POINT OF VIEW | Parker Fitzgerald | IBOR Transition
Backtesting ISDA’s Alternative Fallback Methodologies

In July 2018, the International Swaps and Derivatives Association (ISDA) published an initial market-wide consultation requesting feedback on potential Benchmark Fallbacks methodologies covering GBP LIBOR, CHF LIBOR, JPY LIBOR, TIBOR, Euroyen TIBOR and BBSW. In May this year, ISDA extended the consultation to include USD LIBOR, HIBOR and CDOR.

The objective of the fallback methodology is to construct a synthetic rate which approximates the existing IBOR, using the relevant overnight Alternative Reference Rate (ARR) and through the application of both a term and credit adjustment, so it can serve as a mechanism to transitioning existing Derivative contracts in the event of specified triggers.

In our latest research paper, we explore how effectively the proposed methodologies replicate the existing IBOR term structure as to minimise value transfer. To do this, we have backtested how well the proposed fallback methodologies empirically fit the historical IBOR time series by calculating the average root mean squared error (RMSE) of mean and volatility of each of the IBOR term rates using five years’ data.

Our comparisons conclude that the methodology preferred by most respondents to the initial consultation is not optimal and indeed could be more accurately modelled. We also suggest that alternative methodologies which make use of official forward looking ARR term structures should be considered where they are supported by the specific jurisdiction.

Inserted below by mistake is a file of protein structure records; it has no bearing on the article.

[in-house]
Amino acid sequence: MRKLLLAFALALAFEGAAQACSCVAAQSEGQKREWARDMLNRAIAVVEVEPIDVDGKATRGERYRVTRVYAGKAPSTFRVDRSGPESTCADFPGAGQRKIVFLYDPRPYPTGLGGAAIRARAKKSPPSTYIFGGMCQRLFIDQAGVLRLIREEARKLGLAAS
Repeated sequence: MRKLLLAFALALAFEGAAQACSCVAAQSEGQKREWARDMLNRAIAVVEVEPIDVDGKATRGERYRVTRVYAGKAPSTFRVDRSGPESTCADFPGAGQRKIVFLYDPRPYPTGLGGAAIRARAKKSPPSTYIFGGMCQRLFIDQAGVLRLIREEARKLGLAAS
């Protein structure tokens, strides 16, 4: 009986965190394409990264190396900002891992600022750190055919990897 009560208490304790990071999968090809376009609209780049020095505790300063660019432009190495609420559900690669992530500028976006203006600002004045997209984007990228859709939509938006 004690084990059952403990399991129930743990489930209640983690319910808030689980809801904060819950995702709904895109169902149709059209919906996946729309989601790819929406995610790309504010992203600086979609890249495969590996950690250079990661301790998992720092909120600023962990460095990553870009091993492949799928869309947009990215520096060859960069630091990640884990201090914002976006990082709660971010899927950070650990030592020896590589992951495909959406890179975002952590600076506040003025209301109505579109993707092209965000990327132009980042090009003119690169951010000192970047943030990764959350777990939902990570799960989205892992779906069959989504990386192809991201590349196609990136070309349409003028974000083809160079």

ISDA are expected to run an additional consultation on key parameters which can impact the adjustment spread later this year. The finalised methodology will impact real profit & loss (P&L) exchanged between counter-parties and is therefore key to commercial relationships and litigation risk.

We encourage firms to prioritise quantitative analysis of the various combinations of parameter options and fallback methodologies, and run P&L impact analysis on legacy positions to inform their consultation feedback and their own transition strategy.

Read the full paper